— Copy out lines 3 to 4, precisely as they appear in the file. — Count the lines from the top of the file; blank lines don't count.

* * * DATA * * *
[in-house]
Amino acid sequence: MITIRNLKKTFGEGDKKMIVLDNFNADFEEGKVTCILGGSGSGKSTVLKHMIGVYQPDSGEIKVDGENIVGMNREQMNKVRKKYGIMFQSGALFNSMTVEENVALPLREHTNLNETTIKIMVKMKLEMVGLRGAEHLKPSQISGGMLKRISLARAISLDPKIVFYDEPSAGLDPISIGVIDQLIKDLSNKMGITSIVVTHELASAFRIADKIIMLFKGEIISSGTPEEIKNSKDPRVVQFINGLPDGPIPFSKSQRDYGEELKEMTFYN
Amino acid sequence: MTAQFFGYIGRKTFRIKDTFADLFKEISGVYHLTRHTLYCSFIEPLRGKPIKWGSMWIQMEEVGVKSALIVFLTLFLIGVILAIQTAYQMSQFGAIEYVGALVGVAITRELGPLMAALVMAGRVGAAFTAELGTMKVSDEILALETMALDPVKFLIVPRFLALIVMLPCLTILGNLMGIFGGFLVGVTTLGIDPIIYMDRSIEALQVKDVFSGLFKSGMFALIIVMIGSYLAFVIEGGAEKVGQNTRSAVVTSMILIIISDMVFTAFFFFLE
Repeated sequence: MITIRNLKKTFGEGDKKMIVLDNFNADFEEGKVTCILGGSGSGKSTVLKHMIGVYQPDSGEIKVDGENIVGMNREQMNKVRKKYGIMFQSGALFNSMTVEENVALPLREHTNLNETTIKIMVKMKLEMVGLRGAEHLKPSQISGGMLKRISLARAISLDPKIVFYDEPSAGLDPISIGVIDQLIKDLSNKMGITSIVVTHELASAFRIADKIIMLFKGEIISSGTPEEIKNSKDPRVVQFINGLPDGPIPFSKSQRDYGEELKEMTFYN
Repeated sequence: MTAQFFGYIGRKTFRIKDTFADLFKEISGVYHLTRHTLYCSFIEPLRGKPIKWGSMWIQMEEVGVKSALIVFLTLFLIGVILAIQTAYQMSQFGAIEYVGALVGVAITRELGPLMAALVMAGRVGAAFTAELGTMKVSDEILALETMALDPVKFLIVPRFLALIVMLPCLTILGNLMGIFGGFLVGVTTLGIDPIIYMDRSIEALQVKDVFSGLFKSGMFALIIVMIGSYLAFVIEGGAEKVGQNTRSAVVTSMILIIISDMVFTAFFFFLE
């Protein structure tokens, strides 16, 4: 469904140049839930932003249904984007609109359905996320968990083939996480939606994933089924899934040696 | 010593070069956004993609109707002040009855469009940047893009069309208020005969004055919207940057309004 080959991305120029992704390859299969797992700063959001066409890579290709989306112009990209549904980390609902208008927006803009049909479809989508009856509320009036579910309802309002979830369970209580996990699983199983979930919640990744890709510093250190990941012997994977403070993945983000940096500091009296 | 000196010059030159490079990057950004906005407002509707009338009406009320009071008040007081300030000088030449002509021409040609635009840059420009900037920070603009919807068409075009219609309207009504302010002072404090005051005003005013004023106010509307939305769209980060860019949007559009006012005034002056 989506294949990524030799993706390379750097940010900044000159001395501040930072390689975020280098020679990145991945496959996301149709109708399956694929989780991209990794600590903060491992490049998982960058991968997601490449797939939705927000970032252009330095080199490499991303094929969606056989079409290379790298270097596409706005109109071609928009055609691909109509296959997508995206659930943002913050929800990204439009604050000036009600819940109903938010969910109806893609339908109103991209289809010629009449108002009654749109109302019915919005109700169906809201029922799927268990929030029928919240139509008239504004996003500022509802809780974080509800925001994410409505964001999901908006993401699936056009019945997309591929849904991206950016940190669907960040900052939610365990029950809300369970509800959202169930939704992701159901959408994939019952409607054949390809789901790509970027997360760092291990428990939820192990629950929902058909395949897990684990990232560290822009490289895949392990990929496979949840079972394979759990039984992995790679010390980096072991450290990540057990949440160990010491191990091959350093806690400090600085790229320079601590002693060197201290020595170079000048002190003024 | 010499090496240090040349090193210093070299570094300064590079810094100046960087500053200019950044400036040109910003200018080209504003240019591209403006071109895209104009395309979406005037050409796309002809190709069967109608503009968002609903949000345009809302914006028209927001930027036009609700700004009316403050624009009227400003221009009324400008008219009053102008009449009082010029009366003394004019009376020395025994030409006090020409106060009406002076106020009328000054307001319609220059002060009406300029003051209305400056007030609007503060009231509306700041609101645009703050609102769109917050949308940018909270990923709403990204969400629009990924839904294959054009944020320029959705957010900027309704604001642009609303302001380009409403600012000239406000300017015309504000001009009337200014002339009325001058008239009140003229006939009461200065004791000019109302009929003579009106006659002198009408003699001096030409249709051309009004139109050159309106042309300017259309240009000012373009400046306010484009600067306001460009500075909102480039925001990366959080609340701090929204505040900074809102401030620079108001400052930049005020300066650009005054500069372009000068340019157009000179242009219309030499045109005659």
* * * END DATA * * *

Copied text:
Amino acid sequence: MTAQFFGYIGRKTFRIKDTFADLFKEISGVYHLTRHTLYCSFIEPLRGKPIKWGSMWIQMEEVGVKSALIVFLTLFLIGVILAIQTAYQMSQFGAIEYVGALVGVAITRELGPLMAALVMAGRVGAAFTAELGTMKVSDEILALETMALDPVKFLIVPRFLALIVMLPCLTILGNLMGIFGGFLVGVTTLGIDPIIYMDRSIEALQVKDVFSGLFKSGMFALIIVMIGSYLAFVIEGGAEKVGQNTRSAVVTSMILIIISDMVFTAFFFFLE
Repeated sequence: MITIRNLKKTFGEGDKKMIVLDNFNADFEEGKVTCILGGSGSGKSTVLKHMIGVYQPDSGEIKVDGENIVGMNREQMNKVRKKYGIMFQSGALFNSMTVEENVALPLREHTNLNETTIKIMVKMKLEMVGLRGAEHLKPSQISGGMLKRISLARAISLDPKIVFYDEPSAGLDPISIGVIDQLIKDLSNKMGITSIVVTHELASAFRIADKIIMLFKGEIISSGTPEEIKNSKDPRVVQFINGLPDGPIPFSKSQRDYGEELKEMTFYN